Salik Bey, Terrel Joseph, Steven Seymour, and Clyde Phillips (the Firefighters) are Black men who were or still are firefighters with the New York City Fire Department. Each of them suffers from a skin condition called Pseudofolliculitis Barbae (PFB), which results in persistent irritation and pain following shaving. The effects of shaving with PFB can range from mild or moderate (such as skin irritation, bruising, and boils) to severe (such as facial scarring). While there are some treatments that help limit PFB’s effects, it is medically recommended that individuals with PFB avoid shaving down to the skin. PFB affects between 45% and 85% of Black men.
Under New York law, the FDNY must comply with regulations created by the United States Occupational Safety and Health Administration (OSHA). One OSHA regulation, 29 CFR §1910.134(g)(1)(i)(A), provides that if a respirator does not seal snuggly against the mask-wearer’s face, there is a risk that it will not be able to keep out harmful atmospheres. To ensure proper sealing, the regulations direct that “facial hair cannot come between the sealing surface of the respirator’s facepiece and the face.”
The FDNY has a written grooming policy that governs how full-duty firefighters may wear their facial hair. In its current form, the policy requires all full-duty firefighters to be clean shaven in the neck, chin, and cheek area, and permits only short sideburns and a closely trimmed mustache that does not extend beyond the mouth’s corners or below the lower lip. While the policy currently has no exceptions, it has not always been so strict.
In August 2015, the FDNY began to offer medical accommodations to firefighters with PFB. Those accommodations permitted the firefighters to maintain closely cropped beards (one millimeter to one quarter inch in length), uncut by a razor. To ensure that this accommodation did not interfere with respirator performance, the FDNY required firefighters seeking to take advantage of the exception to pass a fit test – a standardized test designed by OSHA to ensure that a respirator properly seals against the mask-wearer’s face.
Only when a firefighter with facial hair was able to pass such a test without any air leakage did the FDNY permit him to return to full duty. During the time this accommodation system was in place, 20 firefighters took advantage of the program without any adverse safety incidents.
In 2018, the FDNY determined that the accommodation was prohibited by OSHA’s regulation and revoked the program. As a result, all firefighters who had previously been granted an accommodation were told that either they had to become clean shaven or they would be placed on light duty.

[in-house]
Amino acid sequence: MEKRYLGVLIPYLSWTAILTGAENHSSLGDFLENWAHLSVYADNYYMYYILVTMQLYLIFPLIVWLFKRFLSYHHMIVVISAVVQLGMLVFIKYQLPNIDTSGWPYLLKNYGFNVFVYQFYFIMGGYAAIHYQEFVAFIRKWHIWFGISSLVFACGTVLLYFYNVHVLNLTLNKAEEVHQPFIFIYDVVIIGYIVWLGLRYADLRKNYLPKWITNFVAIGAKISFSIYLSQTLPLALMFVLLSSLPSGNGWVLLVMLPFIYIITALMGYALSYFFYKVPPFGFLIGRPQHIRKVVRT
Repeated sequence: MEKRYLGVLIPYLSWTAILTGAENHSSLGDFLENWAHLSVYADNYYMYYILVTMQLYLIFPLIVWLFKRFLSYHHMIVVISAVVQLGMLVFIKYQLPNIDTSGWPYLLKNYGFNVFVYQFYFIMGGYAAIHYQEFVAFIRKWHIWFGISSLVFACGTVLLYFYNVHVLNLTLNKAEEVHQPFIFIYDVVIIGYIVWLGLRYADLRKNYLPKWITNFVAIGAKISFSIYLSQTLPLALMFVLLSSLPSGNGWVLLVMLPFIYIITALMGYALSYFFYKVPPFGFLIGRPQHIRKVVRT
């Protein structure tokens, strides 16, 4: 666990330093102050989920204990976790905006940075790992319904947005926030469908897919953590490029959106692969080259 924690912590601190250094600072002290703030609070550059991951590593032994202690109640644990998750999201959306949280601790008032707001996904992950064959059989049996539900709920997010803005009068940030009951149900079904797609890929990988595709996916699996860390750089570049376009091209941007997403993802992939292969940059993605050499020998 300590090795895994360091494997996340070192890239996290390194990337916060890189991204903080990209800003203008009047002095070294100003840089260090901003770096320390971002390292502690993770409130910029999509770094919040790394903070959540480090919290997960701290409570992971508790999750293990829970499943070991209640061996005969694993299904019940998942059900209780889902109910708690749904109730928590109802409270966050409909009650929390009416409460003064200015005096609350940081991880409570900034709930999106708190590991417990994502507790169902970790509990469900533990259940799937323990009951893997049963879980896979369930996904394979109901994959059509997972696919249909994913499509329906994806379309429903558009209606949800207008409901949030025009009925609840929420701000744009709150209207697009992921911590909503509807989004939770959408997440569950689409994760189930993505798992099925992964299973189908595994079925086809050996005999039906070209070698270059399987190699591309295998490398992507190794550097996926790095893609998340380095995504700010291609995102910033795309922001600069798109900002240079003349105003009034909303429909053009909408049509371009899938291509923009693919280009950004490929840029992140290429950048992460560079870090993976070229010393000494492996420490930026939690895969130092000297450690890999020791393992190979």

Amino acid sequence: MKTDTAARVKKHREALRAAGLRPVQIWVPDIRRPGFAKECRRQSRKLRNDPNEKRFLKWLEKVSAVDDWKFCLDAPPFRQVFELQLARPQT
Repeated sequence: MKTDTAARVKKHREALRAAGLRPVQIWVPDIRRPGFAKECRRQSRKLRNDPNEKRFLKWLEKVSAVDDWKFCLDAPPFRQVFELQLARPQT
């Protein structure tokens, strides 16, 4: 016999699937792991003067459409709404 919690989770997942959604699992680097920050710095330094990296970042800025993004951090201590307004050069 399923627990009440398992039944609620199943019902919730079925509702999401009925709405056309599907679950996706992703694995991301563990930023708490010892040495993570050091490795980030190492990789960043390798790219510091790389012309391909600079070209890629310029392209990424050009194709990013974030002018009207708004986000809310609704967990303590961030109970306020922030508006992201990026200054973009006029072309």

The Firefighters sued, claiming the City’s changed policy violated the ADA and consisted of “disparate impact” discrimination in violation of Title VII of the Civil Rights Act. The federal Second Circuit Court of Appeals disagreed and dismissed the lawsuit.
The problem, the Court found, was that the Firefighters’ proposed accommodation – a reversion to the exceptions the FDNY made for short beards – was forbidden by the OSHA regulation. The Court held that “the respiratory-protection standard clearly requires firefighters to be clean shaven where a respirator seals against their face. Because we find the regulation to be unambiguous, we can end our analysis there.
“But even if that were not the case, and we had a need to consider OSHA’s guidance on the subject, that guidance only further supports our reading of the regulation. Specifically, in an April 2011 interpretive letter, OSHA stated that ‘when a respirator must be worn to protect employees from airborne contaminants, it has to fit correctly, and this will require the wearer’s face to be clean-shaven where the respirator seals against it.’ Consequently, even if we agreed with the Firefighters that the respiratory-protection standard is ambiguous (and we do not), OSHA’s guidance clearly indicates that firefighters must be clean shaven where a tight-fitting respirator meets the skin.”
The Court concluded that “an accommodation is not reasonable within the meaning of the ADA if it is specifically prohibited by a binding safety regulation promulgated by a federal agency. Whether that is because the illegality of the accommodation presents an undue hardship as the FDNY suggests, or because the existence of the federal regulation is itself an affirmative defense, makes little difference. In either case, an employer cannot be held liable for failing to offer an accommodation that is expressly prohibited by binding federal law.”
Using much the same logic, the Court also dismissed the Firefighters’ Title VII disparate impact claim.
Bey v. City of New York, 2021 WL 2345249 (2d Cir. 2021).